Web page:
Dr. Greg Anderson was a DAAD/AICGS Research Fellow in March and April 2017. He is currently Associate Professor in the Department of Political Science at the University of Alberta (CANADA) and former Research Director (2009-2013) of the Alberta Institute of American Studies (AIAS) at the University of Alberta. He earned a BA and MA in American History at Brigham Young University and the University of Alberta, respectively, and completed his PhD in 2005 at the Paul H. Nitze School of Advanced International Studies of the Johns Hopkins University (Johns Hopkins/SAIS) in Washington, DC. During his time in Washington, he served as Policy Analyst (2000-2002) for the Western Hemisphere Office of the United States Trade Representative (USTR) under both President Bill Clinton and George W. Bush.
Dr. Anderson’s research has been funded by the Social Sciences and Humanities Research Council of Canada (SSHRC) and the U.S. and Canadian-based Donner Foundation. His teaching interests are broadly situated within the discipline of international political economy, particularly the political economy of North American integration. He has authored numerous pieces focused on Canada-U.S. relations, the politics of international trade and investment policy, U.S. foreign economic policy, and the impact of the global economy on forms of governance in venues such as The World Economy, the Journal of World Trade, and Diplomatic History. Greg’s recent writing has included a focus on the contemporary debate over foreign direct investment rules and the experience with investor-state dispute settlement (ISDS) within the NAFTA area. Dr. Anderson is also the co-editor (along with Dr. Chris Kukucha) of International Political Economy (Toronto: Oxford University Press, 2016). He regularly provides expert commentary for major Canadian radio, television, and print media outlets.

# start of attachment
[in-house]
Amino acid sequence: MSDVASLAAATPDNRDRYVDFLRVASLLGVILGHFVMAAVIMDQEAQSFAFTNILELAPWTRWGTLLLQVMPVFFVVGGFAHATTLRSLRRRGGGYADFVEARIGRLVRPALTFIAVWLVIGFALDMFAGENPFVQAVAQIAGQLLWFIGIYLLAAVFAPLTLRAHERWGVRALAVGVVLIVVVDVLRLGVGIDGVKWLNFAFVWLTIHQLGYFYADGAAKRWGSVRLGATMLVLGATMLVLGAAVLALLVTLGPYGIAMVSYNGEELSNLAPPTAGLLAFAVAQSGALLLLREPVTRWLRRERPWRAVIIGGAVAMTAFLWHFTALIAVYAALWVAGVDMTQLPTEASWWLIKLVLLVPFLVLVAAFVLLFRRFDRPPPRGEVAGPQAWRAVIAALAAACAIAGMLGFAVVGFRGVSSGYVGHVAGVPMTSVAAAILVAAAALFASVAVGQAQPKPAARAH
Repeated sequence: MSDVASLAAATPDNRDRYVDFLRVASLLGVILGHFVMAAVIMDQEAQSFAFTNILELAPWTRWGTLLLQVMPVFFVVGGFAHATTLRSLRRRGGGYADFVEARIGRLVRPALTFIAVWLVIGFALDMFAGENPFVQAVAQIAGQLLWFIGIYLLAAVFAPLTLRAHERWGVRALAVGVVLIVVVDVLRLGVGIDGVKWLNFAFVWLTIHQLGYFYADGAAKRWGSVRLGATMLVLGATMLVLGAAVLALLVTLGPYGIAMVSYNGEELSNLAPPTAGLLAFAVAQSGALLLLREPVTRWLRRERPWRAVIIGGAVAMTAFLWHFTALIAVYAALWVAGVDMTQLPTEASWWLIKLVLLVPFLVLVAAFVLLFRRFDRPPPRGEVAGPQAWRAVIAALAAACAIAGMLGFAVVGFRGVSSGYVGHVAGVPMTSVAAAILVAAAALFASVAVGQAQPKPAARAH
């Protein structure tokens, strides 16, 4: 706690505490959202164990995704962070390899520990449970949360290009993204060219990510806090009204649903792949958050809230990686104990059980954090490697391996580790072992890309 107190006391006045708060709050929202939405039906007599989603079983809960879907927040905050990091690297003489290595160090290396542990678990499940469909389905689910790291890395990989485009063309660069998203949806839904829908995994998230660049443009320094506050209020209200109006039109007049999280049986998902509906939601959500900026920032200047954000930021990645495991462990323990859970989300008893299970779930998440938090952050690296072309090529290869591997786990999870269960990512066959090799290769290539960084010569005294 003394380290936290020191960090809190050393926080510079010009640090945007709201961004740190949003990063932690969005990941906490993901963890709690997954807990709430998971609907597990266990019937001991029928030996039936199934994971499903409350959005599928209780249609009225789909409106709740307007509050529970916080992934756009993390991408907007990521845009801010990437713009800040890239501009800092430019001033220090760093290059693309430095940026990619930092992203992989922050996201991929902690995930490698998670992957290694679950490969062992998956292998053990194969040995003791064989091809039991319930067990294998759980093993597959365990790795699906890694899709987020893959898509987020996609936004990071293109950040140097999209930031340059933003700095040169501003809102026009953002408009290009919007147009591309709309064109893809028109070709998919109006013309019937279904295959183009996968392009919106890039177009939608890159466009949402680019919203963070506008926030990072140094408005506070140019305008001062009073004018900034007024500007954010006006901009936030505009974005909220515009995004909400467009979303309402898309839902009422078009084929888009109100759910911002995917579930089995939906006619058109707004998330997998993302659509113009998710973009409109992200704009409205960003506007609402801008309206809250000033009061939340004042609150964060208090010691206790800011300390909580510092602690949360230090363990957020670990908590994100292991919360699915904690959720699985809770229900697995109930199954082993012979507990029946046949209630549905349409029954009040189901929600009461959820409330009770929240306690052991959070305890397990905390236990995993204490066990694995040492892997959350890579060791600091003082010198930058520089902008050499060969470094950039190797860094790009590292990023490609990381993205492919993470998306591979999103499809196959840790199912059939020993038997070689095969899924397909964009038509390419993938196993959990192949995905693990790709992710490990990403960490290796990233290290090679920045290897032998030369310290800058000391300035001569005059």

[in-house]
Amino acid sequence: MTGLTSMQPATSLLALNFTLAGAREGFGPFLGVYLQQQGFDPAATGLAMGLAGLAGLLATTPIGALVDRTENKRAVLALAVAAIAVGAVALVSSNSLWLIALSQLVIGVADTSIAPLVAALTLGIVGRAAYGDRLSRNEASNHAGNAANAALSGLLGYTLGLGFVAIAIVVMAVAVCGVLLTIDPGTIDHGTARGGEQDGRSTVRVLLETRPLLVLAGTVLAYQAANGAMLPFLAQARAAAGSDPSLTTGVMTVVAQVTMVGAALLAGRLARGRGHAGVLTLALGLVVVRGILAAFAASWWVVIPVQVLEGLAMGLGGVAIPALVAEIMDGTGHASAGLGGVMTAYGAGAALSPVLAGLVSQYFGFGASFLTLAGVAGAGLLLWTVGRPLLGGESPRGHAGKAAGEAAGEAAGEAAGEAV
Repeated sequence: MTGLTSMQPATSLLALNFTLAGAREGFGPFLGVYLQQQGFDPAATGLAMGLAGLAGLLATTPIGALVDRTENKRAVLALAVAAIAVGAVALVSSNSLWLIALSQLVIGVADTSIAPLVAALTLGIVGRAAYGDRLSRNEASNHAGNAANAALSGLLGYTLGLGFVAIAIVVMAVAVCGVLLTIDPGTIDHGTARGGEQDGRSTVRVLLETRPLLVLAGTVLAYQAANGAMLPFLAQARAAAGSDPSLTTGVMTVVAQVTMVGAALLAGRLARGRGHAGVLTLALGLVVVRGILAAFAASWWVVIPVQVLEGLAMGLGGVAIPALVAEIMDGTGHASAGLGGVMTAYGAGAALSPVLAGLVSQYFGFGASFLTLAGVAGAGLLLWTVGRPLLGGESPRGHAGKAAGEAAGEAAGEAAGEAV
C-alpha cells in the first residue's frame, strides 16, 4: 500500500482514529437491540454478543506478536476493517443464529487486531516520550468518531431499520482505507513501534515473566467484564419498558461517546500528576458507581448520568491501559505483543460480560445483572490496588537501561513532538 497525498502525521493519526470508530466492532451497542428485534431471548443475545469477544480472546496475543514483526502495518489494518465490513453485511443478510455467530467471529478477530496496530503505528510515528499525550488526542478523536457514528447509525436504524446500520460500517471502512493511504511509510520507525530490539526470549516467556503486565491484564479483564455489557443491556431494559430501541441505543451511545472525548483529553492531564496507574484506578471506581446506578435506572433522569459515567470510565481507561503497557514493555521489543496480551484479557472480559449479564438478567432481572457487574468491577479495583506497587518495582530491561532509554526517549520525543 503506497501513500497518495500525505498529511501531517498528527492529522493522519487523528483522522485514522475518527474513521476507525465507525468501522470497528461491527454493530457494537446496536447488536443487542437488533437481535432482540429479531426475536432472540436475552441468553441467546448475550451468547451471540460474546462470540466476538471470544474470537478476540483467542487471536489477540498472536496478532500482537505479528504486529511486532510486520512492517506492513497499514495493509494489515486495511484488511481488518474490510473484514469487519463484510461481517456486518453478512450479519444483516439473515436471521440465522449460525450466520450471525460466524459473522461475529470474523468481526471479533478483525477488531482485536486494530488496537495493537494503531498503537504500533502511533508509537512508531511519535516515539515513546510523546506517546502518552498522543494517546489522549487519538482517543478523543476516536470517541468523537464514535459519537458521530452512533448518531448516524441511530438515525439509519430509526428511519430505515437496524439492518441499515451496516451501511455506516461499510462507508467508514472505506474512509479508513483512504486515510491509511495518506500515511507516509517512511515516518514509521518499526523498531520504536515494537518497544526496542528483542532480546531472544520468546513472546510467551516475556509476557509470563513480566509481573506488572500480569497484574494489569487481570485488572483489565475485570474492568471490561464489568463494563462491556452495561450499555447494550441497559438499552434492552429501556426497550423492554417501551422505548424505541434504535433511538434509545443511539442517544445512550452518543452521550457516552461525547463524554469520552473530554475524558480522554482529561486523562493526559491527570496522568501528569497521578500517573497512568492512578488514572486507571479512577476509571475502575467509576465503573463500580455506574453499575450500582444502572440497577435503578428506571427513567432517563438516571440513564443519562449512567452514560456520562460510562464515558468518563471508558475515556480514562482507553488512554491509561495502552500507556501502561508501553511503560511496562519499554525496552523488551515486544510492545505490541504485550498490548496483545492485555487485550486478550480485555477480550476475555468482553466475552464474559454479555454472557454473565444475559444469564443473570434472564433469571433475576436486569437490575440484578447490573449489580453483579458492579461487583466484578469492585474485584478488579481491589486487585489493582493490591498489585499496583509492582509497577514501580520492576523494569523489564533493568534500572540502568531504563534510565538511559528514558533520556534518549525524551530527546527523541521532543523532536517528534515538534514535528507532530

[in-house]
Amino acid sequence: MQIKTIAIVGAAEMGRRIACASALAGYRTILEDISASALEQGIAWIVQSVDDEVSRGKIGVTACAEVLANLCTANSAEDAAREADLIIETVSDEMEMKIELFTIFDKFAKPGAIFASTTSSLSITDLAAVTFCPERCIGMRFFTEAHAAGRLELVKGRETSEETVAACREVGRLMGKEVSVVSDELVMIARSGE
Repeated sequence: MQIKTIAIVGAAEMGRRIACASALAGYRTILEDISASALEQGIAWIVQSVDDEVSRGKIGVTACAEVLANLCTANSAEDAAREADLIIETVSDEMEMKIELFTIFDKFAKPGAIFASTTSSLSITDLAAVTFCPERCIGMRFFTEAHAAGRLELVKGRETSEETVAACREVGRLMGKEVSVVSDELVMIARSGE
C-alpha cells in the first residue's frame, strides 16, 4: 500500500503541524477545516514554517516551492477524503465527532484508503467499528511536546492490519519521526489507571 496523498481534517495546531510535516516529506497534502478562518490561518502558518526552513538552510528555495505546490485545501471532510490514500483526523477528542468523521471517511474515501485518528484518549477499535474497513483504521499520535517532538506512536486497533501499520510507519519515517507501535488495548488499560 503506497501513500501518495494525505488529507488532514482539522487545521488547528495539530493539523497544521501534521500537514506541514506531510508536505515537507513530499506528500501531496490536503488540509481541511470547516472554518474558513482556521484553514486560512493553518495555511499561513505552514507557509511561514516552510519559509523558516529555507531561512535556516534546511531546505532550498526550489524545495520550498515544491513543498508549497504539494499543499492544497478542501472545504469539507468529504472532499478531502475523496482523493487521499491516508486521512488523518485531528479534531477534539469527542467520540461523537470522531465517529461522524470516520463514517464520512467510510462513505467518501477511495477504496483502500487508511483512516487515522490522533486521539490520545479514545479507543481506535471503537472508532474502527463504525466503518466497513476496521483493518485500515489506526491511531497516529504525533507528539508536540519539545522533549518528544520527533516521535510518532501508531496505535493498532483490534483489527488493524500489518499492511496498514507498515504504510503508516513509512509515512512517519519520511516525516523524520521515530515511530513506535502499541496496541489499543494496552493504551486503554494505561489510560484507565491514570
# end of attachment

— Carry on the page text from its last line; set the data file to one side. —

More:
As a DAAD/AICGS Fellow in the Spring of 2017, Dr. Anderson will be advancing his research and writing on foreign direct investment rules and the controversies that have swirled around the U.S. and European experiences with them. More narrowly, Dr. Anderson’s project will focus on how those rules might have evolved in the proposed Transatlantic Trade and Investment Partnership (TTIP) and where they may now be headed in an era of anti-global populism on both sides of the Atlantic.
Transatlantic Investment Protections: Convergence or Sticking Point for the TTIP?
This paper is about the controversy swirling around foreign direct investment rules generally, and recent U.S. and European experiences in helping reshape their design. When this research project was proposed …
Does the EU Need a Trade Promotion Authority Mechanism?
Governance of the European Union just became more complicated. On May 16, the European Court of Justice (ECJ) issued its ruling over which European institutions had “competence” over different provisions …
Looking for Insight into the Future of Transatlantic Economic Ties? Watch What Happens to NAFTA.
2016 was a tumultuous year in the political economy of trade. Populists have been on the march nearly everywhere—slowed, perhaps temporarily, by Dutch elections two weeks ago. At times, the …